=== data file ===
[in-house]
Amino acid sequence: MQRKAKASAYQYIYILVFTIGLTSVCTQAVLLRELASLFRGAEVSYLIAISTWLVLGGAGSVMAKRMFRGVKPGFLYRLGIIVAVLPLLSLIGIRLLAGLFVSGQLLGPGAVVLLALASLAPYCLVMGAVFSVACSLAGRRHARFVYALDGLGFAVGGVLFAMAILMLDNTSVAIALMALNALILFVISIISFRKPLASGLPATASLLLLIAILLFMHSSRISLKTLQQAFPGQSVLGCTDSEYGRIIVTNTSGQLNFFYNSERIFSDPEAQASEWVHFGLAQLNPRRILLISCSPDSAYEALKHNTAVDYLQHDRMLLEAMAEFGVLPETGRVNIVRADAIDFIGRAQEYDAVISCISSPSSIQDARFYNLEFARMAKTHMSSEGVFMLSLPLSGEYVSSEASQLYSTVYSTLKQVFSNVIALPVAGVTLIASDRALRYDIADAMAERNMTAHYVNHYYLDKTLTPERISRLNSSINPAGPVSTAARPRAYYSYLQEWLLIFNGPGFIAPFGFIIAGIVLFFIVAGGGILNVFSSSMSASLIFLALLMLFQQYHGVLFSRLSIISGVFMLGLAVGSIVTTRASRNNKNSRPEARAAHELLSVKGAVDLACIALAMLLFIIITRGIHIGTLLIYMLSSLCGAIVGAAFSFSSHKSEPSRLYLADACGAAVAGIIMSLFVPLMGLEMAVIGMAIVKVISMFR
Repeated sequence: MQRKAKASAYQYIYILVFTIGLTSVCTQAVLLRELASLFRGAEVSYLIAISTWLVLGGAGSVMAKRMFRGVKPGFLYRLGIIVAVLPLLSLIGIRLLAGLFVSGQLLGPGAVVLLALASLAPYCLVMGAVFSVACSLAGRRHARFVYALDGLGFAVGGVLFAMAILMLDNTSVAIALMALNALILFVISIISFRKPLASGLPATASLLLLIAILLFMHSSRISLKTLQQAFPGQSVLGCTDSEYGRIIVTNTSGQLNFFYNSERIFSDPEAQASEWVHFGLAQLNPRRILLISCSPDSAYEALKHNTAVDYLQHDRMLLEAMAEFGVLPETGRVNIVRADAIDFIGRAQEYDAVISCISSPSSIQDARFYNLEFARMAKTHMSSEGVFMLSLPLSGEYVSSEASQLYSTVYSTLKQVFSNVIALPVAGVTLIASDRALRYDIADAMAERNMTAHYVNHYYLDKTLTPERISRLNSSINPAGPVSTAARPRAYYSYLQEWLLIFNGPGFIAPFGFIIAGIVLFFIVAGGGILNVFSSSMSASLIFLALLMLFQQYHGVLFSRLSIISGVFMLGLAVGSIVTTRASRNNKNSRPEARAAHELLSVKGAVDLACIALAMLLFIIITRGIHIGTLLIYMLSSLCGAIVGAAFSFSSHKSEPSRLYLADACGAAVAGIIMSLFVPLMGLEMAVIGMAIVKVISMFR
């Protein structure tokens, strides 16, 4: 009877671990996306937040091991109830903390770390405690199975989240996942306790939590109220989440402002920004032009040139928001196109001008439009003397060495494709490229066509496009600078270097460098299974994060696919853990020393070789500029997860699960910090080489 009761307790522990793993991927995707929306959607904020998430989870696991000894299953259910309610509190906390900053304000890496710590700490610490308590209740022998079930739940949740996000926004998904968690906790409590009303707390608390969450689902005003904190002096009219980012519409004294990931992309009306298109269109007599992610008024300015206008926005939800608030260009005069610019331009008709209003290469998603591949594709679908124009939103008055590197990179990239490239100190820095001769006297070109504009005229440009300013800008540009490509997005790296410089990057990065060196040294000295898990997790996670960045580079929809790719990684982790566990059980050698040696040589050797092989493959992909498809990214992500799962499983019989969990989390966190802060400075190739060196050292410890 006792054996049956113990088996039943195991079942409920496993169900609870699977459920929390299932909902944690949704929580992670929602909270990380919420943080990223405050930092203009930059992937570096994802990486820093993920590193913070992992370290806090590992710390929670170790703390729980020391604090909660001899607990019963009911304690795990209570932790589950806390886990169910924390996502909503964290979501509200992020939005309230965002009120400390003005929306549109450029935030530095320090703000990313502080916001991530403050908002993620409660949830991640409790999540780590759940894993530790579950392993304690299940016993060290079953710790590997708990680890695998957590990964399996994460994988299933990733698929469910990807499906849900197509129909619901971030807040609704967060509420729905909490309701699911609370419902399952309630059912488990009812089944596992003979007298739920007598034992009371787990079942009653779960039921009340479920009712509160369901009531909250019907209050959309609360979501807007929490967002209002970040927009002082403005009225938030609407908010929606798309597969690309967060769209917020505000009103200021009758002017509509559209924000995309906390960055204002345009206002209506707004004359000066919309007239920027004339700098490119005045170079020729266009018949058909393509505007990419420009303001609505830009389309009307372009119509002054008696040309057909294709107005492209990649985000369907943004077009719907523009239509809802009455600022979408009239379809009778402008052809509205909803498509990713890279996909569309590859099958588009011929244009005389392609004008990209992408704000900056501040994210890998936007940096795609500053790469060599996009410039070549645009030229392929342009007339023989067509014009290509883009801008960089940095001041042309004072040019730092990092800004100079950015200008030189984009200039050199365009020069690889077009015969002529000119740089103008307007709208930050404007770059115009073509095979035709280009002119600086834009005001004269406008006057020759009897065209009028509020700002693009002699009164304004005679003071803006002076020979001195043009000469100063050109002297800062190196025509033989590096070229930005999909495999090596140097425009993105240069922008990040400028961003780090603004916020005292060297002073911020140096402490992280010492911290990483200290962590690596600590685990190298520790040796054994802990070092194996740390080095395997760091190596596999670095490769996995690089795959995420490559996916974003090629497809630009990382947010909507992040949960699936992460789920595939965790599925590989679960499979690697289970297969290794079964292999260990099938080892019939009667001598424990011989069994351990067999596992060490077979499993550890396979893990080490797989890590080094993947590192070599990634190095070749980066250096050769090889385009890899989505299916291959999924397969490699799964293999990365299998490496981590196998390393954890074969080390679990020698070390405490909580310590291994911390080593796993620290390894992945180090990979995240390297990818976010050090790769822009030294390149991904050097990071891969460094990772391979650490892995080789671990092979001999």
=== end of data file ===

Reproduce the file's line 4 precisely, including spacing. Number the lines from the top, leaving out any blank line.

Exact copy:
């Protein structure tokens, strides 16, 4: 009877671990996306937040091991109830903390770390405690199975989240996942306790939590109220989440402002920004032009040139928001196109001008439009003397060495494709490229066509496009600078270097460098299974994060696919853990020393070789500029997860699960910090080489 009761307790522990793993991927995707929306959607904020998430989870696991000894299953259910309610509190906390900053304000890496710590700490610490308590209740022998079930739940949740996000926004998904968690906790409590009303707390608390969450689902005003904190002096009219980012519409004294990931992309009306298109269109007599992610008024300015206008926005939800608030260009005069610019331009008709209003290469998603591949594709679908124009939103008055590197990179990239490239100190820095001769006297070109504009005229440009300013800008540009490509997005790296410089990057990065060196040294000295898990997790996670960045580079929809790719990684982790566990059980050698040696040589050797092989493959992909498809990214992500799962499983019989969990989390966190802060400075190739060196050292410890 006792054996049956113990088996039943195991079942409920496993169900609870699977459920929390299932909902944690949704929580992670929602909270990380919420943080990223405050930092203009930059992937570096994802990486820093993920590193913070992992370290806090590992710390929670170790703390729980020391604090909660001899607990019963009911304690795990209570932790589950806390886990169910924390996502909503964290979501509200992020939005309230965002009120400390003005929306549109450029935030530095320090703000990313502080916001991530403050908002993620409660949830991640409790999540780590759940894993530790579950392993304690299940016993060290079953710790590997708990680890695998957590990964399996994460994988299933990733698929469910990807499906849900197509129909619901971030807040609704967060509420729905909490309701699911609370419902399952309630059912488990009812089944596992003979007298739920007598034992009371787990079942009653779960039921009340479920009712509160369901009531909250019907209050959309609360979501807007929490967002209002970040927009002082403005009225938030609407908010929606798309597969690309967060769209917020505000009103200021009758002017509509559209924000995309906390960055204002345009206002209506707004004359000066919309007239920027004339700098490119005045170079020729266009018949058909393509505007990419420009303001609505830009389309009307372009119509002054008696040309057909294709107005492209990649985000369907943004077009719907523009239509809802009455600022979408009239379809009778402008052809509205909803498509990713890279996909569309590859099958588009011929244009005389392609004008990209992408704000900056501040994210890998936007940096795609500053790469060599996009410039070549645009030229392929342009007339023989067509014009290509883009801008960089940095001041042309004072040019730092990092800004100079950015200008030189984009200039050199365009020069690889077009015969002529000119740089103008307007709208930050404007770059115009073509095979035709280009002119600086834009005001004269406008006057020759009897065209009028509020700002693009002699009164304004005679003071803006002076020979001195043009000469100063050109002297800062190196025509033989590096070229930005999909495999090596140097425009993105240069922008990040400028961003780090603004916020005292060297002073911020140096402490992280010492911290990483200290962590690596600590685990190298520790040796054994802990070092194996740390080095395997760091190596596999670095490769996995690089795959995420490559996916974003090629497809630009990382947010909507992040949960699936992460789920595939965790599925590989679960499979690697289970297969290794079964292999260990099938080892019939009667001598424990011989069994351990067999596992060490077979499993550890396979893990080490797989890590080094993947590192070599990634190095070749980066250096050769090889385009890899989505299916291959999924397969490699799964293999990365299998490496981590196998390393954890074969080390679990020698070390405490909580310590291994911390080593796993620290390894992945180090990979995240390297990818976010050090790769822009030294390149991904050097990071891969460094990772391979650490892995080789671990092979001999």